“(I-ELCAP) was partially funded by the tobacco industry and this was not openly disclosed in publications.  Additionally, some of the investigators had financial interests in CT scanning technology which were not disclosed in publications…All of these facts, and the (principle investigator’s) admission that one site violated the protocol, has led some screening experts to hold this trial’s data suspect.  Many worry about the validity and reproducibility of the I-ELCAP data.”


Today, Dr. Brawley called for an audit of the I-ELCAP data.  He indicated that a validation of the data would go a long way towards providing useful data that he would have confidence in.  Absent that audit, the conclusions of the trial remain suspect.


(The I-ELCAP investigators were invited to attend the meeting, but declined the invitation to participate.)


So the controversies continue, and we will have to wait for the conclusion of the NLST trial in the United States before we will hopefully have an answer to the question of whether or not early detection of lung cancer really saves lives.


In the meantime, the American Cancer Society will be calling on the lead investigators and supporters of the various ongoing trials to work together and understand the complexities of each trial, so that the information from these various research studies can by pooled if the need arises in the future.


These are complicated issues and complex questions.  Given the impact of smoking on the incidence of cancer, it is important we get the right answer.  For now, our experts tell us that staying the course is the best thing to do.


Hopefully, we won’t have to wait too long.  The health of many may well rest on the answer to the question of whether or not this sophisticated technology can in fact reduce deaths from one of our major international killers.


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J. Leonard Lichtenfeld's Biography

Dr. Len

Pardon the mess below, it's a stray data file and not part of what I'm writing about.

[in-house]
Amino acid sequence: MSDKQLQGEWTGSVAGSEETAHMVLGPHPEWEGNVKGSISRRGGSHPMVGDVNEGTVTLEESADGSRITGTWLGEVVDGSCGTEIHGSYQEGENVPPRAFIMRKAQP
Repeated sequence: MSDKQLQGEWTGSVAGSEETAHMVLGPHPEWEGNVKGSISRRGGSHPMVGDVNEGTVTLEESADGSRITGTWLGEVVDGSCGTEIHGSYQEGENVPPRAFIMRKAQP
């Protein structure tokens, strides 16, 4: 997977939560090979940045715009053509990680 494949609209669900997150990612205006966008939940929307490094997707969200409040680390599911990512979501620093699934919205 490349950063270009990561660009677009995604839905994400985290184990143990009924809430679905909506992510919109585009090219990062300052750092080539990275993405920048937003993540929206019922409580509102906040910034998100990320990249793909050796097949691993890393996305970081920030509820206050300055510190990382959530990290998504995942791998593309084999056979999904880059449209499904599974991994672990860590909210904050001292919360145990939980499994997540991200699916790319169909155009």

J. Leonard Lichtenfeld, MD, MACP: Dr. Lichtenfeld currently serves as Deputy Chief Medical Officer for the American Cancer Society in the Society's Office of the Chief Medical Officer located at the Society's Corporate Center in Atlanta. Dr. Lichtenfeld joined the Society in 2001 as a medical editor, and in 2002 assumed responsibility for managing the Society's then newly created Cancer Control Science Department which included the prevention and early detection of cancer, emerging cancer science and trends, health equity, quality of life for cancer patients, the science of cancer communications and the role of nutrition and physical activity in cancer prevention and cancer care.  In 2014, Dr. Lichtenfeld assumed his current role in the Office of the Chief Medical Officer where he provides extensive support to a number of Society colleagues and activities. As a result of his over four decades of experience in cancer care, Dr. Lichtenfeld is frequently quoted in the print and electronic media regarding the Society's positions on a number of important issues related to cancer. He has testified regularly in legislative and regulatory hearings, and participated on numerous panels regarding cancer care, research, advocacy and related topics. He has served on a number of advisory committees and boards for organizations that collaborate with the Society to reduce the burden of cancer nationally and worldwide. He is well known for his blog ( which first appeared in 2005 and which continues to address many topics related to cancer research and treatment. A board certified medical oncologist and internist who was a practicing physician for over 19 years, Dr. Lichtenfeld has long been engaged in health care policy on a local, state, and national level.  He is active in several state and national medical organizations and has a long-standing interest in professional legislative and regulatory issues related to health care including physician payment, medical care delivery systems, and health information technology. Dr. Lichtenfeld is a graduate of the University of Pennsylvania and Hahnemann Medical College (now Drexel University College of Medicine) in Philadelphia.  His postgraduate training was at Temple University Hospital in Philadelphia, Johns Hopkins University School of Medicine and the National Cancer Institute in Baltimore. He is a member of Alpha Omega Alpha, the national honor medical society.  Dr. Lichtenfeld has received several awards in recognition of his efforts on behalf of his colleagues and his professional activities.  He has been designated a Master of the American College of Physicians in acknowledgement of his contributions to internal medicine.  Dr. Lichtenfeld is married, and resides in Atlanta and Thomasville, Georgia.